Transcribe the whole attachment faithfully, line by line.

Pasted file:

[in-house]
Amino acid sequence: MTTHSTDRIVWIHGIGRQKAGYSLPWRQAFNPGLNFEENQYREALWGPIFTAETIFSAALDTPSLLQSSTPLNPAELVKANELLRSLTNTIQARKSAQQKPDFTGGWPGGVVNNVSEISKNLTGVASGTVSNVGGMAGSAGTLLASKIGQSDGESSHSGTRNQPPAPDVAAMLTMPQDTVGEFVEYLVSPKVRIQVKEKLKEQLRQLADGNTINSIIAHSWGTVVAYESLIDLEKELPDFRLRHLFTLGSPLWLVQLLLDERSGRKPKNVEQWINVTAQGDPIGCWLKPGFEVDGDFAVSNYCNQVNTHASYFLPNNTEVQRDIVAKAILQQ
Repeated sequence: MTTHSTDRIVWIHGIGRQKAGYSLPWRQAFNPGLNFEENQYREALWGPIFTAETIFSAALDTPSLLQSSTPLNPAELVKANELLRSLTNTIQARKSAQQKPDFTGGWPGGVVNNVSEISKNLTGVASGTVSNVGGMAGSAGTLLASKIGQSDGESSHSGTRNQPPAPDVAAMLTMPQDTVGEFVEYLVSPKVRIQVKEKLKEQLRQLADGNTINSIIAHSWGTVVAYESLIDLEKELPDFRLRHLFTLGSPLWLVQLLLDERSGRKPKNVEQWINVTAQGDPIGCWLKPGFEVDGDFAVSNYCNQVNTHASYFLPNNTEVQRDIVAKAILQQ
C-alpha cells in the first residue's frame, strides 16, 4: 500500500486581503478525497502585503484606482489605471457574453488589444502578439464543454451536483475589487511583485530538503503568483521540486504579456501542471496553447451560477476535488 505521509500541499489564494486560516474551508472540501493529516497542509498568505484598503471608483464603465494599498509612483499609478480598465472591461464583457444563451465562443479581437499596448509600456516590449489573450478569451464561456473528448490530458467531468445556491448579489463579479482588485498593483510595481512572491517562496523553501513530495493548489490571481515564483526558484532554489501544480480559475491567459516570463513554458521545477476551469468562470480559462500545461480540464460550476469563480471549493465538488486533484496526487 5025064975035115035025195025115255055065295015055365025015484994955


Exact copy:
[in-house]
Amino acid sequence: MTTHSTDRIVWIHGIGRQKAGYSLPWRQAFNPGLNFEENQYREALWGPIFTAETIFSAALDTPSLLQSSTPLNPAELVKANELLRSLTNTIQARKSAQQKPDFTGGWPGGVVNNVSEISKNLTGVASGTVSNVGGMAGSAGTLLASKIGQSDGESSHSGTRNQPPAPDVAAMLTMPQDTVGEFVEYLVSPKVRIQVKEKLKEQLRQLADGNTINSIIAHSWGTVVAYESLIDLEKELPDFRLRHLFTLGSPLWLVQLLLDERSGRKPKNVEQWINVTAQGDPIGCWLKPGFEVDGDFAVSNYCNQVNTHASYFLPNNTEVQRDIVAKAILQQ
Repeated sequence: MTTHSTDRIVWIHGIGRQKAGYSLPWRQAFNPGLNFEENQYREALWGPIFTAETIFSAALDTPSLLQSSTPLNPAELVKANELLRSLTNTIQARKSAQQKPDFTGGWPGGVVNNVSEISKNLTGVASGTVSNVGGMAGSAGTLLASKIGQSDGESSHSGTRNQPPAPDVAAMLTMPQDTVGEFVEYLVSPKVRIQVKEKLKEQLRQLADGNTINSIIAHSWGTVVAYESLIDLEKELPDFRLRHLFTLGSPLWLVQLLLDERSGRKPKNVEQWINVTAQGDPIGCWLKPGFEVDGDFAVSNYCNQVNTHASYFLPNNTEVQRDIVAKAILQQ
C-alpha cells in the first residue's frame, strides 16, 4: 500500500486581503478525497502585503484606482489605471457574453488589444502578439464543454451536483475589487511583485530538503503568483521540486504579456501542471496553447451560477476535488 505521509500541499489564494486560516474551508472540501493529516497542509498568505484598503471608483464603465494599498509612483499609478480598465472591461464583457444563451465562443479581437499596448509600456516590449489573450478569451464561456473528448490530458467531468445556491448579489463579479482588485498593483510595481512572491517562496523553501513530495493548489490571481515564483526558484532554489501544480480559475491567459516570463513554458521545477476551469468562470480559462500545461480540464460550476469563480471549493465538488486533484496526487 5025064975035115035025195025115255055065295015055365025015484994955